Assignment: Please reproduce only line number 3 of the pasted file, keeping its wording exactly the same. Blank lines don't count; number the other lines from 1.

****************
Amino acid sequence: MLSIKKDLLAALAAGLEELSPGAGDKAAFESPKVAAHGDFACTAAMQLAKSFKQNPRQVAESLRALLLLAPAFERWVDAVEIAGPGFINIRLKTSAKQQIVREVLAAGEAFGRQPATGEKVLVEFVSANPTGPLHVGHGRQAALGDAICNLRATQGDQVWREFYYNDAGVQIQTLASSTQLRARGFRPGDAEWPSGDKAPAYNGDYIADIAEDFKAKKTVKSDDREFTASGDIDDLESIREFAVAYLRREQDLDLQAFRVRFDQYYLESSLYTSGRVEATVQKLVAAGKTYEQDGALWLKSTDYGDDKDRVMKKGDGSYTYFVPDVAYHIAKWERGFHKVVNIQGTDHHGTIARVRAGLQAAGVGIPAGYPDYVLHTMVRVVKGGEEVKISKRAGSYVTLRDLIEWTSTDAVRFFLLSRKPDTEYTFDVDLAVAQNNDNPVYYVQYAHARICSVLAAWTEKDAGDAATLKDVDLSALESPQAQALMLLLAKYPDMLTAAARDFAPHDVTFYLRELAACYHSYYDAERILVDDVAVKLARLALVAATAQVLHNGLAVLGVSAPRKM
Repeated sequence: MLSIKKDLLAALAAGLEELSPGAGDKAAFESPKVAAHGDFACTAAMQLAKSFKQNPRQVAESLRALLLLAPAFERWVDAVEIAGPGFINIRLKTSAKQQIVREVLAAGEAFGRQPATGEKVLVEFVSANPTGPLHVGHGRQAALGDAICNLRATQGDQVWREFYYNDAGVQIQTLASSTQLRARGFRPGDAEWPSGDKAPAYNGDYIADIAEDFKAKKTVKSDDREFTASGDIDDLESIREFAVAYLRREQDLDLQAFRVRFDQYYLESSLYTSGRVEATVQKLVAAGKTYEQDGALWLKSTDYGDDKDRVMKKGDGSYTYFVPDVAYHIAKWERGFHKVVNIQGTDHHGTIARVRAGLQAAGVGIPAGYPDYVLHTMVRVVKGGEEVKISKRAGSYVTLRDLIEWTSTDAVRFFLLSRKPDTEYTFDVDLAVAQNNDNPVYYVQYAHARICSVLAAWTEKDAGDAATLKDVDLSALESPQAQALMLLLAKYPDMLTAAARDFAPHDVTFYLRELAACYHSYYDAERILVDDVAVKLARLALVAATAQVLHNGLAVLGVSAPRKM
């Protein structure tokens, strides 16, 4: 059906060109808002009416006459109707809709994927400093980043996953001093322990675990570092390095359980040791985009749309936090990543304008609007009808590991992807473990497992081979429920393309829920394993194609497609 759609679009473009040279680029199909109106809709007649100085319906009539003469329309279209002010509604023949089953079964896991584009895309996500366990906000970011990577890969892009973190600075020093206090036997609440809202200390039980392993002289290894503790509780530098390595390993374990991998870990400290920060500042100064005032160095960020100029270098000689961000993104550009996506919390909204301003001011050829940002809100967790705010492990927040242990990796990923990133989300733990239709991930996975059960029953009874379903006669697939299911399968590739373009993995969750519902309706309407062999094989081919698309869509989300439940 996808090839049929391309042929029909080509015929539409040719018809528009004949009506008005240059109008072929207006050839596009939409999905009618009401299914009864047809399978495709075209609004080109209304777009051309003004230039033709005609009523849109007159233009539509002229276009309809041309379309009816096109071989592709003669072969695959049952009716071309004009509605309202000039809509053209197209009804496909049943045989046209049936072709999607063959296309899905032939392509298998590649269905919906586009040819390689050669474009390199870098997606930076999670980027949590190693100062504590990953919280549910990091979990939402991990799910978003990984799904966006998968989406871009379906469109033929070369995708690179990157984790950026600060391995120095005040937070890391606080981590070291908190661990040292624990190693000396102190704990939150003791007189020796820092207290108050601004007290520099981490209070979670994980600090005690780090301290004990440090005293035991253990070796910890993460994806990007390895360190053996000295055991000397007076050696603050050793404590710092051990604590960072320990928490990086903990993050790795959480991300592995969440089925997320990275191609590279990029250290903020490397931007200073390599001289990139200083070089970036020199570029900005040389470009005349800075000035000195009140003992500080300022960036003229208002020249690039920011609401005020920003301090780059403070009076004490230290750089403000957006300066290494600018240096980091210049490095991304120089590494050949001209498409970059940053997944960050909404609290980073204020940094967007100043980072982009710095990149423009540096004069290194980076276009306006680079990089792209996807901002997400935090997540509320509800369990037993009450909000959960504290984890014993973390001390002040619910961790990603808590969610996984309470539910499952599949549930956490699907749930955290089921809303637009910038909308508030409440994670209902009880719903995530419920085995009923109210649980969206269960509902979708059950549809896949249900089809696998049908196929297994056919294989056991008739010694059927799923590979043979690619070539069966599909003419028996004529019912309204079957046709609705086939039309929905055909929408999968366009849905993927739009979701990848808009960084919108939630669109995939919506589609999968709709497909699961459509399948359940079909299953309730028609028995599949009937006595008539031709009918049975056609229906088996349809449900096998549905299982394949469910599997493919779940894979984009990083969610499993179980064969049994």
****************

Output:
């Protein structure tokens, strides 16, 4: 059906060109808002009416006459109707809709994927400093980043996953001093322990675990570092390095359980040791985009749309936090990543304008609007009808590991992807473990497992081979429920393309829920394993194609497609 759609679009473009040279680029199909109106809709007649100085319906009539003469329309279209002010509604023949089953079964896991584009895309996500366990906000970011990577890969892009973190600075020093206090036997609440809202200390039980392993002289290894503790509780530098390595390993374990991998870990400290920060500042100064005032160095960020100029270098000689961000993104550009996506919390909204301003001011050829940002809100967790705010492990927040242990990796990923990133989300733990239709991930996975059960029953009874379903006669697939299911399968590739373009993995969750519902309706309407062999094989081919698309869509989300439940 996808090839049929391309042929029909080509015929539409040719018809528009004949009506008005240059109008072929207006050839596009939409999905009618009401299914009864047809399978495709075209609004080109209304777009051309003004230039033709005609009523849109007159233009539509002229276009309809041309379309009816096109071989592709003669072969695959049952009716071309004009509605309202000039809509053209197209009804496909049943045989046209049936072709999607063959296309899905032939392509298998590649269905919906586009040819390689050669474009390199870098997606930076999670980027949590190693100062504590990953919280549910990091979990939402991990799910978003990984799904966006998968989406871009379906469109033929070369995708690179990157984790950026600060391995120095005040937070890391606080981590070291908190661990040292624990190693000396102190704990939150003791007189020796820092207290108050601004007290520099981490209070979670994980600090005690780090301290004990440090005293035991253990070796910890993460994806990007390895360190053996000295055991000397007076050696603050050793404590710092051990604590960072320990928490990086903990993050790795959480991300592995969440089925997320990275191609590279990029250290903020490397931007200073390599001289990139200083070089970036020199570029900005040389470009005349800075000035000195009140003992500080300022960036003229208002020249690039920011609401005020920003301090780059403070009076004490230290750089403000957006300066290494600018240096980091210049490095991304120089590494050949001209498409970059940053997944960050909404609290980073204020940094967007100043980072982009710095990149423009540096004069290194980076276009306006680079990089792209996807901002997400935090997540509320509800369990037993009450909000959960504290984890014993973390001390002040619910961790990603808590969610996984309470539910499952599949549930956490699907749930955290089921809303637009910038909308508030409440994670209902009880719903995530419920085995009923109210649980969206269960509902979708059950549809896949249900089809696998049908196929297994056919294989056991008739010694059927799923590979043979690619070539069966599909003419028996004529019912309204079957046709609705086939039309929905055909929408999968366009849905993927739009979701990848808009960084919108939630669109995939919506589609999968709709497909699961459509399948359940079909299953309730028609028995599949009937006595008539031709009918049975056609229906088996349809449900096998549905299982394949469910599997493919779940894979984009990083969610499993179980064969049994």